Language Selection

English French German Italian Portuguese Spanish

Bootloader

Lilo
20% (124 votes)
Grub
78% (475 votes)
Other
2% (11 votes)
Total votes: 610

Support, Usability

Sorry to say but the choice just boild down to lilo for me. It has best 64bit support for my laptop, easy to configure (i very much dislike the grub approach to configuring, yes not a good idea to be messing with something you dont understand that can be damaging but why make it more complicated for people who don't use it a lot) its simple to draw a connection between /dev/hda1 and the partition /dev/hda1 theres no need to be learning new idea (philosophy) on how to adress the hard disk.

Grub may be well suited to obscure uses i.e. booting 100+ distro's on the same box but i just need to dual boot and upgrade kernel so lilo is suited more for me i feel. (I upgrade due to no correct acpi support on the 64bit HP nx6125 Crying )

More in Tux Machines

digiKam Software Collection 4.3.0 released...

After a long bugs triage, we have worked hard also to close your reported issues.. A long list of the issues closed in digiKam 4.3.0 is available through the KDE Bugtracking System. Read more

Seneca College realizes value of open source

Red Hat has done a lot of work with CDOT, lately specializing in Fedora for ARM processors. Pidora, the Fedora Linux Remix specifically targeted to the Rasberry Pi, was primarily developed at CDOT. Another company that we have been working with lately is Blindside Networks. They do a lot of work with CDOT on the BigBlueButton project, which is a web conferencing tool for online education. NexJ is a Toronto-based software development firm that has worked with CDOT on various aspects of open health tools on the server side and integration of medical devices with smart phones. We have recently started working on the edX platform, where developers around the globe are working to create a next-generation online learning platform. Read more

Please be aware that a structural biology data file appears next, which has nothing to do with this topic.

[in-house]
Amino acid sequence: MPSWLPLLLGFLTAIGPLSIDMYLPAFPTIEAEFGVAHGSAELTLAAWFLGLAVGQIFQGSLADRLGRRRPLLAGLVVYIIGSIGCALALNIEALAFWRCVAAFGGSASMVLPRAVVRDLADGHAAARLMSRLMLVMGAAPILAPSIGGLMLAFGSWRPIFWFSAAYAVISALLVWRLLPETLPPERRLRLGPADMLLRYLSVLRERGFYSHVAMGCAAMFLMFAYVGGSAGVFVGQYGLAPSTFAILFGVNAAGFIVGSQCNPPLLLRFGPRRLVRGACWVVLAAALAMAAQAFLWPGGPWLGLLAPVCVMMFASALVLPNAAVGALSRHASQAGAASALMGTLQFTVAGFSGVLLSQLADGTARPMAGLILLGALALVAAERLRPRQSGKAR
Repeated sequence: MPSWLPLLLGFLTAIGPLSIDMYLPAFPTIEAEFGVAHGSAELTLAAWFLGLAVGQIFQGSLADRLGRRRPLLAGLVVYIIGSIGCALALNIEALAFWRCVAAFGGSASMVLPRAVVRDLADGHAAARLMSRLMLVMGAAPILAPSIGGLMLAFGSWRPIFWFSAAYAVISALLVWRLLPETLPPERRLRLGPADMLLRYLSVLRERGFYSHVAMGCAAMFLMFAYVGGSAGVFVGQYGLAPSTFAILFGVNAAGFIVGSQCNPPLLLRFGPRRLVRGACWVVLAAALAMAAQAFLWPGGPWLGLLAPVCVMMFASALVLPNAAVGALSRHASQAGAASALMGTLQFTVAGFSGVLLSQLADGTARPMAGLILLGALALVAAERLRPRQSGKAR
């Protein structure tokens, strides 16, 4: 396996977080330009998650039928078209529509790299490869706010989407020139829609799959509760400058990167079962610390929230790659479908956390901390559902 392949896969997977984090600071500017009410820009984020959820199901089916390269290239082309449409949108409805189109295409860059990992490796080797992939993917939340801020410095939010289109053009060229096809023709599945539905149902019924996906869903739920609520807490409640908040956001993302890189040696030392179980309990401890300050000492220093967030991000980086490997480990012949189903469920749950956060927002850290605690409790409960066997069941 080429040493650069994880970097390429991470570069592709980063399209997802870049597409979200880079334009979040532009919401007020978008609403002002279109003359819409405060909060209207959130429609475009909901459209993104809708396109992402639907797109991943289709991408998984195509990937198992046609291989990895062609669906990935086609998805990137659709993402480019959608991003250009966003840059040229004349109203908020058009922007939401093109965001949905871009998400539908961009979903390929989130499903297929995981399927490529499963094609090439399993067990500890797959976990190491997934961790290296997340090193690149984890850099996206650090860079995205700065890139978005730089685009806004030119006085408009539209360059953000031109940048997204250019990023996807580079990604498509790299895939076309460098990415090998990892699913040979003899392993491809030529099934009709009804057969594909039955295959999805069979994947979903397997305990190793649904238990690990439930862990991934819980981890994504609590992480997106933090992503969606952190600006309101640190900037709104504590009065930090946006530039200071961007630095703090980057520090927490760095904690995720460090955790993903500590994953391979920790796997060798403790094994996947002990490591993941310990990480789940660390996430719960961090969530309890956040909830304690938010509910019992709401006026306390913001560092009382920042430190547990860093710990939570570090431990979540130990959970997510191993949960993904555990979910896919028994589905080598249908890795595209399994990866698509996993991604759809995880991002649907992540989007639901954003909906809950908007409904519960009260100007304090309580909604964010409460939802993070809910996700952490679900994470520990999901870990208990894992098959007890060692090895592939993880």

Today in Techrights

Initial impressions of PCLinuxOS 2014.08

I spend more time looking at the family trees of Linux distributions than I do looking at my own family tree. I find it interesting to see how distributions grow from their parent distribution, either acting as an extra layer of features which regularly re-bases itself or as a separate fork. New distributions usually tend to remain similar in most ways to their parent distro, using the same package manager and maintaining similar philosophies. When I look at the family trees of Linux distributions one project stands out more than others: PCLinuxOS. Read more